Five Things from Game 2: Big minutes from big defensemen


Five Things from Game 2: Big minutes from big defensemen

ANAHEIM, Calif. — Overtime games: they are not for the faint of heart.

Sometimes they drag, each team so afraid to make a mistake that each plays very cautious. Other times they’re riveting, as Tuesday night’s Game 2 against the Blackhawks and Anaheim Ducks was. But as the Blackhawks have done often in the past, they found a way to win a lengthy game. So before we call it a morning, let’s look at the Five Things to take from the Blackhawks’ 3-2 triple-overtime victory.

[MORE: Blackhawks outlast Ducks in longest game in franchise history]

1. Don’t be pretty; just be there. It’s overtime: nobody is going to score a gorgeous goal. At least the odds aren’t in your favor. And despite the fact that he’s not known for a lot of scoring, there was something very appropriate about Marcus Kruger getting the game-winner. It was the type of goal that a blue-collar player would score, right near the net, with the puck hitting off his glove and then off his stick, and he did.

2. Well, at least he used his head. Following the game, Andrew Shaw could laugh about his disallowed head-directed goal from the second overtime. Still, it was humorous to see. Turns out, there are two NHL rules that say you can’t do that — hey, if you’re going to score a disallowed goal, get every nullification you can get. Said Shaw, “everyone’s always telling you to use your head when you’re out there. I just went and did that.”

3. Tremendous night for Corey Crawford. It was a goaltender’s night, regardless of team. But what an outing for Crawford, who stopped a career-best 60 of 62 shots he faced. The Ducks hit a few crossbars in the third period and overtimes, but Crawford got just about everything else. Said Crawford about some of those close calls, “there’s no real time to really think about [that]. Maybe when the play stops. It’s coming back again, so quick. I wasn’t really thinking. There were a few I thought might have trickled in but I don’t know. It’s a good win.”

[NBC SHOP: Gear up, Blackhawks fans!]

4. Big minutes for big defensemen. OK, it was a triple-overtime game, so the time-on-ice for some was going to be staggering. The Blackhawks’ top four defensemen played 46 minutes (Johnny Oduya) to nearly 50 (Duncan Keith). That’s a lot and not surprising, given the lengthy game and how much we knew the Blackhawks would rely on those two with defensive changes. Coach Joel Quenneville, immediately after the game, wasn’t concerned. “One of those games the minutes look skewed, but it is what it is,” he said. “It’s a good test. But I think our team’s gone through that more than once and [will be] ready to get right back at it.”

5. Ducks bring the hit parade. The Ducks — again, a big number for a long game — were credited with 71 hits in Game 2. Their physical game was especially evident in the second period, when they were hitting everything in a Blackhawks uniform. Kimmo Timonen felt the brunt of several big hits. How will these hits affect the Blackhawks, especially those top four defensemen, as this series continues? That remains to be seen.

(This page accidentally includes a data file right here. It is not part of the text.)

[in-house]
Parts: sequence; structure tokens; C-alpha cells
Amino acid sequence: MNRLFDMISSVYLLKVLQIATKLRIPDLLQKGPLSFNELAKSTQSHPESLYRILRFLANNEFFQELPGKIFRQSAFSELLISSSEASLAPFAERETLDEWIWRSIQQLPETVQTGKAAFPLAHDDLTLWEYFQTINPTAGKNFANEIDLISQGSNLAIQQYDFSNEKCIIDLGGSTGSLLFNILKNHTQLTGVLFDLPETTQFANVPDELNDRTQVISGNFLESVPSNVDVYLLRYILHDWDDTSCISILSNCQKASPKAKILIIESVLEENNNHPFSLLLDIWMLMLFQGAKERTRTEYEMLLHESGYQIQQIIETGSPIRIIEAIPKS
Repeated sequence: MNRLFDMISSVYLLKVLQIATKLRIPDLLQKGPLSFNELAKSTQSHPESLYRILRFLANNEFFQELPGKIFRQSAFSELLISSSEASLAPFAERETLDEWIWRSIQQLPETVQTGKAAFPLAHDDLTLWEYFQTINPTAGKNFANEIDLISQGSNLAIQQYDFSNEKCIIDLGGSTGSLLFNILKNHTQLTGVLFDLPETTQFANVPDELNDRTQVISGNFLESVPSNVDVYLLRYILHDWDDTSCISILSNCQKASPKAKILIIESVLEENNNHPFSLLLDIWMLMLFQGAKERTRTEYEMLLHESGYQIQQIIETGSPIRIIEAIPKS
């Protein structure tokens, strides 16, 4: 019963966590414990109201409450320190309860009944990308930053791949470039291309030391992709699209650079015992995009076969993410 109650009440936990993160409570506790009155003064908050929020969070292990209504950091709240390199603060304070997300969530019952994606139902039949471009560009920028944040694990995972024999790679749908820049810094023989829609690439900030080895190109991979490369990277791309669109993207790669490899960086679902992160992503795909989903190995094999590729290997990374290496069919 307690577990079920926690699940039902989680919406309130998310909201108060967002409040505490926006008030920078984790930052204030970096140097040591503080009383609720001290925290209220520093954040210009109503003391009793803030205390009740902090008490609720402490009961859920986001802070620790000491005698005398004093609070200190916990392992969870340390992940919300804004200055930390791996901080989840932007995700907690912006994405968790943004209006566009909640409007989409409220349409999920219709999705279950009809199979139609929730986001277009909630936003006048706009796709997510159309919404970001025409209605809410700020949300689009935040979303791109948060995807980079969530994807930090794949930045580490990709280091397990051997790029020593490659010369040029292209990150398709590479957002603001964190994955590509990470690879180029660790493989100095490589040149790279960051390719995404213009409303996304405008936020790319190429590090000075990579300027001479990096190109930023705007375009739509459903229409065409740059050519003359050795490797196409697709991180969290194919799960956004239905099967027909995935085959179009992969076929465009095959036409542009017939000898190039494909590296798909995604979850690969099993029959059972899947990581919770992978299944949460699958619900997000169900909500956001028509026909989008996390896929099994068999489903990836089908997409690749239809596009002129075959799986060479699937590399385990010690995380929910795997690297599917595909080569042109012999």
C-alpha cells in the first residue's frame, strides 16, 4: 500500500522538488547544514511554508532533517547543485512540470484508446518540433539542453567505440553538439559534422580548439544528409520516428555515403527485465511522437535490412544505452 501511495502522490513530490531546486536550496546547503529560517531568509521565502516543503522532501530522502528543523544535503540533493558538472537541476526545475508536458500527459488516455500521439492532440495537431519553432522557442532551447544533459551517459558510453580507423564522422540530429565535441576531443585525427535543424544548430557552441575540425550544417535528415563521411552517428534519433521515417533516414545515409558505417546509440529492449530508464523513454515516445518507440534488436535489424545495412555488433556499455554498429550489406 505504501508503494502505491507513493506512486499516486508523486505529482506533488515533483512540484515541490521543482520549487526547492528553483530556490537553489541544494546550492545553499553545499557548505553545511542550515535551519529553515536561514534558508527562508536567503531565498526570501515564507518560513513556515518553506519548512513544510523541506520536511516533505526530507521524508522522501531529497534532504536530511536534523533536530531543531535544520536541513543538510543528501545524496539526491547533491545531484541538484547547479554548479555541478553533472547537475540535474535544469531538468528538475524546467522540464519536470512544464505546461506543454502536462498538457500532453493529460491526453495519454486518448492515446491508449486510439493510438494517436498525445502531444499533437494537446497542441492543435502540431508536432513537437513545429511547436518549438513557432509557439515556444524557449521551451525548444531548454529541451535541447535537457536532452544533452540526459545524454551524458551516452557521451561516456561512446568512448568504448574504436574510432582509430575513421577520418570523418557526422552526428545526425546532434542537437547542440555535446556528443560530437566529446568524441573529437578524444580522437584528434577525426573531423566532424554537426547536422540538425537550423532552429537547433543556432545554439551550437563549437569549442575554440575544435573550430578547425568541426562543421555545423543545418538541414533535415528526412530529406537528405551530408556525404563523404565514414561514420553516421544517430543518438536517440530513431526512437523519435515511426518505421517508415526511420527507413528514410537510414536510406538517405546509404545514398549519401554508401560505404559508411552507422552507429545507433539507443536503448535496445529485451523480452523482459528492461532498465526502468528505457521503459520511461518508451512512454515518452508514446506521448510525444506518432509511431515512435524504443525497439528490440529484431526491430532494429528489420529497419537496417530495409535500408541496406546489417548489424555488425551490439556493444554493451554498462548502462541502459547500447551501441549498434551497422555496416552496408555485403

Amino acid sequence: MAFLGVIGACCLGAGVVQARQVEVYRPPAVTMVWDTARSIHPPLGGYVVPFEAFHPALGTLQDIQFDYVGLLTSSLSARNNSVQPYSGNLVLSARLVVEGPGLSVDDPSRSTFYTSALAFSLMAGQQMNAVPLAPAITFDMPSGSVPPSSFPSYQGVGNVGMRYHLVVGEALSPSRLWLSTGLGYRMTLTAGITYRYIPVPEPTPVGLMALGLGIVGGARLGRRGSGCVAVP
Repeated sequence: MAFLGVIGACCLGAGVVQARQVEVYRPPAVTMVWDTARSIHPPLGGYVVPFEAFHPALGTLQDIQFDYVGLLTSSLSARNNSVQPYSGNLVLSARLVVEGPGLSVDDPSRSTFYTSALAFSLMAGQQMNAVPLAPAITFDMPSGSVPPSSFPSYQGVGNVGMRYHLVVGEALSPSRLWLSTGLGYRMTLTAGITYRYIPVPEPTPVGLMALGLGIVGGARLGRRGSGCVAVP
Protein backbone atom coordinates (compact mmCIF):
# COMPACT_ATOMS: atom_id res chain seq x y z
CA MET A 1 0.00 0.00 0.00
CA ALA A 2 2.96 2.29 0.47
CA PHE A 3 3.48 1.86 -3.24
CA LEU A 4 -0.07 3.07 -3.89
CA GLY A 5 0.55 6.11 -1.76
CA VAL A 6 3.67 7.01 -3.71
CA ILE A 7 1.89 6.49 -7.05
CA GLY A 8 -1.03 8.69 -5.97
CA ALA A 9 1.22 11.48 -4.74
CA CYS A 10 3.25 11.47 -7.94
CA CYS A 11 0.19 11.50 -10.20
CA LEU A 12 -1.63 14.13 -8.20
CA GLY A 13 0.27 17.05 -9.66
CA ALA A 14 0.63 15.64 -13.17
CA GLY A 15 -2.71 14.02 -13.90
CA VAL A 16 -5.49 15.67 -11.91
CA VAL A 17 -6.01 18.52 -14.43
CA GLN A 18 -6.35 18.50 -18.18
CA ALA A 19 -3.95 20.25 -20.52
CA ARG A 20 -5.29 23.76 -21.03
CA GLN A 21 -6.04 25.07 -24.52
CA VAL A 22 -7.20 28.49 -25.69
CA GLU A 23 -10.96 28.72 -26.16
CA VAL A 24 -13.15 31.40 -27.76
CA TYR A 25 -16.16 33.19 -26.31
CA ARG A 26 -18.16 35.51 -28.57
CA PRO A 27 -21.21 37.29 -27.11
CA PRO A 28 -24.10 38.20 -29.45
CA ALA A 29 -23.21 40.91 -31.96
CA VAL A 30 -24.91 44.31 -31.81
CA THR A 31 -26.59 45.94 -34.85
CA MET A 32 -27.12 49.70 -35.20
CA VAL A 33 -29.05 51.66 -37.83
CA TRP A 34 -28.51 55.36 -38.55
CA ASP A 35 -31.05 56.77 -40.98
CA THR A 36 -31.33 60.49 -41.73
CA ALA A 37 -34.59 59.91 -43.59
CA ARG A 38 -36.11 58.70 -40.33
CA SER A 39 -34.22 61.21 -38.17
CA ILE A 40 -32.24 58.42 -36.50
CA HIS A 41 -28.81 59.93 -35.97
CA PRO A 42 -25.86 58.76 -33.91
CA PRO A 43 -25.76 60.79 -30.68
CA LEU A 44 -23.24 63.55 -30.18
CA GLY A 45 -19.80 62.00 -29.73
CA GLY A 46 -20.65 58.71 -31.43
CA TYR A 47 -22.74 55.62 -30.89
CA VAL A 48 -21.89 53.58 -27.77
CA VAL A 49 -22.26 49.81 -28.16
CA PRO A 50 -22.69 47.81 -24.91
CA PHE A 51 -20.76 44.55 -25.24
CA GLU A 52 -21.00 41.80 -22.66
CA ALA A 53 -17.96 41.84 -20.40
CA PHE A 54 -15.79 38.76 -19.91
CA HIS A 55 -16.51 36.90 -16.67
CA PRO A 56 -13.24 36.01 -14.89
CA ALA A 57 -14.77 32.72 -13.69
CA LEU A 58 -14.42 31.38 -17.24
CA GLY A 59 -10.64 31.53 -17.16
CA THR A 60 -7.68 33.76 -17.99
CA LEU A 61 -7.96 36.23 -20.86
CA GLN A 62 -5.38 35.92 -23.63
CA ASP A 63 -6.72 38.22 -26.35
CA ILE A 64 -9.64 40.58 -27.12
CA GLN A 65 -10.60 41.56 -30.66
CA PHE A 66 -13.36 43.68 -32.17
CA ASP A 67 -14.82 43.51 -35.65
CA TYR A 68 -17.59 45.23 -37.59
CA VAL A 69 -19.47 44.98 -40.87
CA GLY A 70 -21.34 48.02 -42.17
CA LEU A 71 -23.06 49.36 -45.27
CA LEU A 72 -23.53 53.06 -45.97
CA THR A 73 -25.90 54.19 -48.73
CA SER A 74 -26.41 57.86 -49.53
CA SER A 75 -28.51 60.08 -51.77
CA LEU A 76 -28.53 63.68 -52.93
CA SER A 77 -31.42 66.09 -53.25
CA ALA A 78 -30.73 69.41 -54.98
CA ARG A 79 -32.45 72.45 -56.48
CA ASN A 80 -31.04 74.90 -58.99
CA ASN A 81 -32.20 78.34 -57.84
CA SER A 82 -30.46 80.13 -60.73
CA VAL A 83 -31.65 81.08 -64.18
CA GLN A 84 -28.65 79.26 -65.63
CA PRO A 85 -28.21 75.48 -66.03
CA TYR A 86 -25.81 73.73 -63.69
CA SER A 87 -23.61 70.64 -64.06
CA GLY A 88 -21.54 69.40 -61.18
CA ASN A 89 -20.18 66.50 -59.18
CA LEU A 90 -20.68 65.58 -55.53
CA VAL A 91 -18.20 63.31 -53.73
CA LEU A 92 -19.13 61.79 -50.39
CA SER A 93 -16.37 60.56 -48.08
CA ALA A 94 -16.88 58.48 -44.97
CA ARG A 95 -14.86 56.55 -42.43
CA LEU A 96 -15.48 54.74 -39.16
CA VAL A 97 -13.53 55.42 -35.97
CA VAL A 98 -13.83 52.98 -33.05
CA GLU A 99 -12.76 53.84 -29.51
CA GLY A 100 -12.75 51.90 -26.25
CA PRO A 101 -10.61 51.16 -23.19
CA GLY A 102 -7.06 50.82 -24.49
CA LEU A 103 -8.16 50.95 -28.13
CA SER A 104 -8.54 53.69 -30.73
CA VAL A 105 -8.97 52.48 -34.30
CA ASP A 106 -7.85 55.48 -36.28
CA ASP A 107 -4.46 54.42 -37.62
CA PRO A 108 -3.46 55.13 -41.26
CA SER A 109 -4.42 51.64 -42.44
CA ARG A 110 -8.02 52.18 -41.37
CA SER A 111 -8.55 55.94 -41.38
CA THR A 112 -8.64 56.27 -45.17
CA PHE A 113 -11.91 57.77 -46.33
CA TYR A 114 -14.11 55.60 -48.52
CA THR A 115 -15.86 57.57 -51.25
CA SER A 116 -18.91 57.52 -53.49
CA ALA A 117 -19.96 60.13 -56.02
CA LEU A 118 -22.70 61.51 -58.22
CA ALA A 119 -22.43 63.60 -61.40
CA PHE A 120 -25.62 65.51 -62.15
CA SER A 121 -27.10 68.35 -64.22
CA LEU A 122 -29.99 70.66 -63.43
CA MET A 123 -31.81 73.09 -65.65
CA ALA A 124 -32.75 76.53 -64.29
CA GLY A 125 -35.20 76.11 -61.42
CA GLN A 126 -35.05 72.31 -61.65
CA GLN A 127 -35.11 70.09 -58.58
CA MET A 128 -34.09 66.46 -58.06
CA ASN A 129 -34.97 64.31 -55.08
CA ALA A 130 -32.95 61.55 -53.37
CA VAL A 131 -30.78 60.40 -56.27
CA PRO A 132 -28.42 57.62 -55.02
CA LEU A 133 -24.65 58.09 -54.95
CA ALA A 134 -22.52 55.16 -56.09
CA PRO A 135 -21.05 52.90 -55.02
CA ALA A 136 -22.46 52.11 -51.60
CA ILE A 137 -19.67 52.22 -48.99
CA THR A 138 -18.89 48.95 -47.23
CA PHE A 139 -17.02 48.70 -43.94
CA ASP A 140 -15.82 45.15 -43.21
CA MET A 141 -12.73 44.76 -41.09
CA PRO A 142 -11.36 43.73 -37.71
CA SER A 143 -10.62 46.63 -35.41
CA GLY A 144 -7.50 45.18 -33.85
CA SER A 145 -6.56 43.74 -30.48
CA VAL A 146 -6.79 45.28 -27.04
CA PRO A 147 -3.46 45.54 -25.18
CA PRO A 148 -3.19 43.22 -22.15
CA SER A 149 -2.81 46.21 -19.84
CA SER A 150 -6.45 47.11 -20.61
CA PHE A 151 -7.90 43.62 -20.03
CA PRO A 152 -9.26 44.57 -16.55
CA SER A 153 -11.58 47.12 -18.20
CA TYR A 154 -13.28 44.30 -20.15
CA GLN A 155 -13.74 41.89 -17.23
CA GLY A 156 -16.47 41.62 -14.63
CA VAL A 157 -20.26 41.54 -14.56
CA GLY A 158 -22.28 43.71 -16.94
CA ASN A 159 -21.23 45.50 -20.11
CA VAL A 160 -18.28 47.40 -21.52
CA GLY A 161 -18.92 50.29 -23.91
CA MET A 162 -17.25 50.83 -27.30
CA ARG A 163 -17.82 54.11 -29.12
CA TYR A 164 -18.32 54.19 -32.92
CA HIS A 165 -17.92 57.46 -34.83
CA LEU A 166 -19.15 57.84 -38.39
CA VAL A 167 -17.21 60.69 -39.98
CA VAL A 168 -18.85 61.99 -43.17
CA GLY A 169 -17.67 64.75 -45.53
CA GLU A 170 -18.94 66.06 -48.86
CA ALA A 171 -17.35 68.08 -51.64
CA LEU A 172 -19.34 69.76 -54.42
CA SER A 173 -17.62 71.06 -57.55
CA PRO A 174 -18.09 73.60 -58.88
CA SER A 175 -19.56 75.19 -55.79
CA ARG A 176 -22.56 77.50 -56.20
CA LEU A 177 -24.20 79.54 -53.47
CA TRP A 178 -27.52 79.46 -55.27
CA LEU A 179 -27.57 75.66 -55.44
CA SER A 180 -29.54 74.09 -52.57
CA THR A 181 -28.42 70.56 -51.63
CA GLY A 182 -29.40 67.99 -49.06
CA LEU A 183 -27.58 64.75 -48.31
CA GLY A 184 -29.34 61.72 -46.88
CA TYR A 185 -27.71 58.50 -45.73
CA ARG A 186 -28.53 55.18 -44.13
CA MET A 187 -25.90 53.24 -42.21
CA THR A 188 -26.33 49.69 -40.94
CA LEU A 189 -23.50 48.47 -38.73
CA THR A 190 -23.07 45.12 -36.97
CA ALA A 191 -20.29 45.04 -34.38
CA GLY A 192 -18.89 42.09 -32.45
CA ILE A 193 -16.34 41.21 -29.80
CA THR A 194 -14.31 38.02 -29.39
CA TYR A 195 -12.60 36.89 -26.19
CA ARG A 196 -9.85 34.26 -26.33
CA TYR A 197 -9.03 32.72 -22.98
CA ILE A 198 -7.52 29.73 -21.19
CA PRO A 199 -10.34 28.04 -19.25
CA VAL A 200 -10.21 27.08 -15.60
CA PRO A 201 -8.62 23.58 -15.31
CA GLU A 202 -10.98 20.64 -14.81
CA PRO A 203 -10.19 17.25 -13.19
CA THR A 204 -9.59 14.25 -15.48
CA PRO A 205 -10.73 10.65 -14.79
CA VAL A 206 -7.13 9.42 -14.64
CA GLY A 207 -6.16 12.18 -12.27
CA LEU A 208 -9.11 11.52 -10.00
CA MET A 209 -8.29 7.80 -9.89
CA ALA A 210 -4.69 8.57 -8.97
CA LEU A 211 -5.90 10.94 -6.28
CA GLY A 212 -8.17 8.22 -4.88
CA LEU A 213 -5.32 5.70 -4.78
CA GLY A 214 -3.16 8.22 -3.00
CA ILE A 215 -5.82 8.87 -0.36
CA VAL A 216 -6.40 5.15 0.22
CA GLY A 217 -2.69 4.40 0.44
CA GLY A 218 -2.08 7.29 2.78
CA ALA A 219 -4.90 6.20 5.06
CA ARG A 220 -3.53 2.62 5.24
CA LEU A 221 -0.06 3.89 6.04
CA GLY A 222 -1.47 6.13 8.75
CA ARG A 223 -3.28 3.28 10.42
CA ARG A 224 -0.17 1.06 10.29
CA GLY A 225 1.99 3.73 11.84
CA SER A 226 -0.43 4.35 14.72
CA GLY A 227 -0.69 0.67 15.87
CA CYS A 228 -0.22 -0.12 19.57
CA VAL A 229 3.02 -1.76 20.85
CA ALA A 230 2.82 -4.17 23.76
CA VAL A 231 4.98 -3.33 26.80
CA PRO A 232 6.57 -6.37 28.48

SportsTalk Live Podcast: Corey Crawford is BACK, are the Bulls legitimate playoff contenders?


SportsTalk Live Podcast: Corey Crawford is BACK, are the Bulls legitimate playoff contenders?

Mark Lazerus and Hub Arkush join David Kaplan on the panel.

The guys discuss Corey Crawford’s return and what it means for the team’s playoff chances.

Khalil Mack misses practice again. The guys debate if it would be better to leave him out vs. the Patriots.

The latest on the MLB playoffs with controversy in Houston and gamesmanship by the Brewers.

Will Perdue and Kendall Gill join the panel to discuss Kris Dunn’s absence from the opener and the team’s playoff chances this season.

Listen to the full episode at this link or in the embedded player below.


Blackhawks make it official: Corey Crawford is back

Blackhawks make it official: Corey Crawford is back

He’s back.

Corey Crawford was officially activated from injured reserve on Thursday and will start in goal for the first time since Dec. 23, 2017 when the Blackhawks host the Arizona Coyotes.

"It’s exciting," coach Joel Quenneville said. "I’m sure he’s looking forward to it and we’re all excited about it as well. It’ll be a fun situation for the guys, seeing him back in the net as well. So we’re looking for everyone to be excited about tonight’s game."

The two-time Stanley Cup champion was medically cleared to practice from his concussion on Oct. 1, but the Blackhawks wanted to give Crawford as much time as he needed to get his conditioning and puck-tracking skills up to game speed before putting him into game action.

"It feels good to be back to myself," Crawford said on Wednesday. "I'm feeling good, I'm feeling clear. It was a pretty long process. ... Practices have been great, been getting timing a little bit more and getting up to speed and reading shots and all that, so it'll be nice to finally get in one."

To make room for Crawford on the 23-man roster, the Blackhawks have assigned forward Luke Johnson to the Rockford IceHogs of the American Hockey League. Brandon Saad, who wore a white healthy scratch jersey all week at practice, will take his spot in the lineup.

For now, the Blackhawks will hang on to Anton Forsberg and carry three goaltenders as insurance as they get ready to start a seven-games-in-11-days stretch.

Crawford was 16-9-2 with a 2.27 goals against average, .929 save percentage and two shutouts in 28 games last season. The Blackhawks were 17-30-8 without him and finished last in the Central Division.